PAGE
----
Showdown in parliament

A stormy start to Parliament’s Monsoon Session was expected anyway. That’s how the Indian Parliament functions. Every time the two houses assemble, there will be a backlog of contentious issues to be raised to put the government on the mat. This time, the governmental failure on the Covid front, the fuel price hike and, if nothing else, the farmer’s agitation against agriculture sector reforms were waiting to erupt. Yet, the icing on the cake came from the Pegasus Israeli spyware, with evidence cropping up over the communications system of hundreds of VIPs likely being kept under watch. The Opposition thwarted the introduction of the new ministers to Parliament by Prime Minister Modi. While nothing worthwhile happened, the Lok Sabha session was adjourned to July 22.
Fact of the matter is, that in session after session, nothing meaningful happens for most part in Parliament, even as its conduct involves a huge expenditure of Rs 10 to 15 crore for a single day at the rate of Rs 2.5 lakh per minute. Every minute is thus precious. Fights inside the two houses are followed by fights as if to prove a point. Members get away with their act. Discussion, which is what such representative bodies are all about, is more often a casualty. The result is that several key legislations are passed in the din without discussion. At the session’s start, Prime Minister Modi had urged the Opposition to ask the sharpest questions to the government, but also allow ministers to answer these questions.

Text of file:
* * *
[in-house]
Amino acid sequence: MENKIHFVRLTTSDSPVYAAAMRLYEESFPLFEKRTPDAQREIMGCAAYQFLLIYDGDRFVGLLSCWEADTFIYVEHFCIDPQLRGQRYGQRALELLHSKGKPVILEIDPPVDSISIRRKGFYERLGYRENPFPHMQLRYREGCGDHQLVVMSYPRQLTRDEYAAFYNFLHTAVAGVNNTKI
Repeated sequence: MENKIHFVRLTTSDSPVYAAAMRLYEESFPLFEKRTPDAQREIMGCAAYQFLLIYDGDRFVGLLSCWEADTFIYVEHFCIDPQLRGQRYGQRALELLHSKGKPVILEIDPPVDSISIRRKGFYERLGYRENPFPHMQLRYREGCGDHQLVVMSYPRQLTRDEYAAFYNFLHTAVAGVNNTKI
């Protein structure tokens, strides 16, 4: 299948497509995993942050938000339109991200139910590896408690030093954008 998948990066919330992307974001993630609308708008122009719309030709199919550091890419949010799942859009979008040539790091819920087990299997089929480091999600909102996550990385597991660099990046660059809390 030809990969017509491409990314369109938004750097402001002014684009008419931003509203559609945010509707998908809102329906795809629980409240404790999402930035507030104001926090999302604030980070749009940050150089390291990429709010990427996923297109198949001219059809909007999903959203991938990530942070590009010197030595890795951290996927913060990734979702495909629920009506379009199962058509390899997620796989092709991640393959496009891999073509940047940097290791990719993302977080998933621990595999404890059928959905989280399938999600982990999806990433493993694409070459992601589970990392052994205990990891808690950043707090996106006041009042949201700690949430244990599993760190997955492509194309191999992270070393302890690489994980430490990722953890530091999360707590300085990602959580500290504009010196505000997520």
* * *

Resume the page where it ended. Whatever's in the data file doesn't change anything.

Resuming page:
The report about the Israeli spyware was published by the Indian media close to the start of the Parliament session so that it has maximum effect. At the same time, this is projected as something that is a new assault on the democratic system. Fact is, each individual is under watch and no telephone link is secure from snooping by governmental agencies. Aware of this, no senior politicians ever discussed confidential matters over their own phones. The Pegasus spyware is purchased by governments across continents because spying is part of the governance process. No government can exist without spying on what an enemy country is up to. But to spy on its own subjects is to violate the very essence of the Constitution. Intelligence agencies do snoop on phones of suspects in terrorist activities and that is how they prevent terror attacks. But snooping on political rivals is unwarranted as this infringes on the right to privacy of every individual. However, disrupting parliament proceedings is not the only way to press a point. Members should make their points in a reasoned debate and expose the wrongs of the government.

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